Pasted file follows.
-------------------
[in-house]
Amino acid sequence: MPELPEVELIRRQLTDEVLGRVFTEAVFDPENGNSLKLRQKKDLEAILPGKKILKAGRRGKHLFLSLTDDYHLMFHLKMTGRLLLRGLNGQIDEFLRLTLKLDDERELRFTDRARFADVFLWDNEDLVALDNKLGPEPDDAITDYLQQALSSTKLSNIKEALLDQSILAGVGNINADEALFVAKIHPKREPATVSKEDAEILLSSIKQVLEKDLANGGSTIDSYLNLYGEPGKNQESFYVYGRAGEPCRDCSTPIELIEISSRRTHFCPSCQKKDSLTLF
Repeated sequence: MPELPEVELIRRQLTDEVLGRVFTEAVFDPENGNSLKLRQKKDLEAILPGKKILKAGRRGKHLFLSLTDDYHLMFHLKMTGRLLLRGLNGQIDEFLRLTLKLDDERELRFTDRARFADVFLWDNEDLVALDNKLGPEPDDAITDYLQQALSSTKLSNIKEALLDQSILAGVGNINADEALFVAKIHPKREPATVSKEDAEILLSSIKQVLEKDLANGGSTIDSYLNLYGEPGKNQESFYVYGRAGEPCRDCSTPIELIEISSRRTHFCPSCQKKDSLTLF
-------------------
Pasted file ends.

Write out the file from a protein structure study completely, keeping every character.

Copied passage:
[in-house]
Amino acid sequence: MPELPEVELIRRQLTDEVLGRVFTEAVFDPENGNSLKLRQKKDLEAILPGKKILKAGRRGKHLFLSLTDDYHLMFHLKMTGRLLLRGLNGQIDEFLRLTLKLDDERELRFTDRARFADVFLWDNEDLVALDNKLGPEPDDAITDYLQQALSSTKLSNIKEALLDQSILAGVGNINADEALFVAKIHPKREPATVSKEDAEILLSSIKQVLEKDLANGGSTIDSYLNLYGEPGKNQESFYVYGRAGEPCRDCSTPIELIEISSRRTHFCPSCQKKDSLTLF
Repeated sequence: MPELPEVELIRRQLTDEVLGRVFTEAVFDPENGNSLKLRQKKDLEAILPGKKILKAGRRGKHLFLSLTDDYHLMFHLKMTGRLLLRGLNGQIDEFLRLTLKLDDERELRFTDRARFADVFLWDNEDLVALDNKLGPEPDDAITDYLQQALSSTKLSNIKEALLDQSILAGVGNINADEALFVAKIHPKREPATVSKEDAEILLSSIKQVLEKDLANGGSTIDSYLNLYGEPGKNQESFYVYGRAGEPCRDCSTPIELIEISSRRTHFCPSCQKKDSLTLF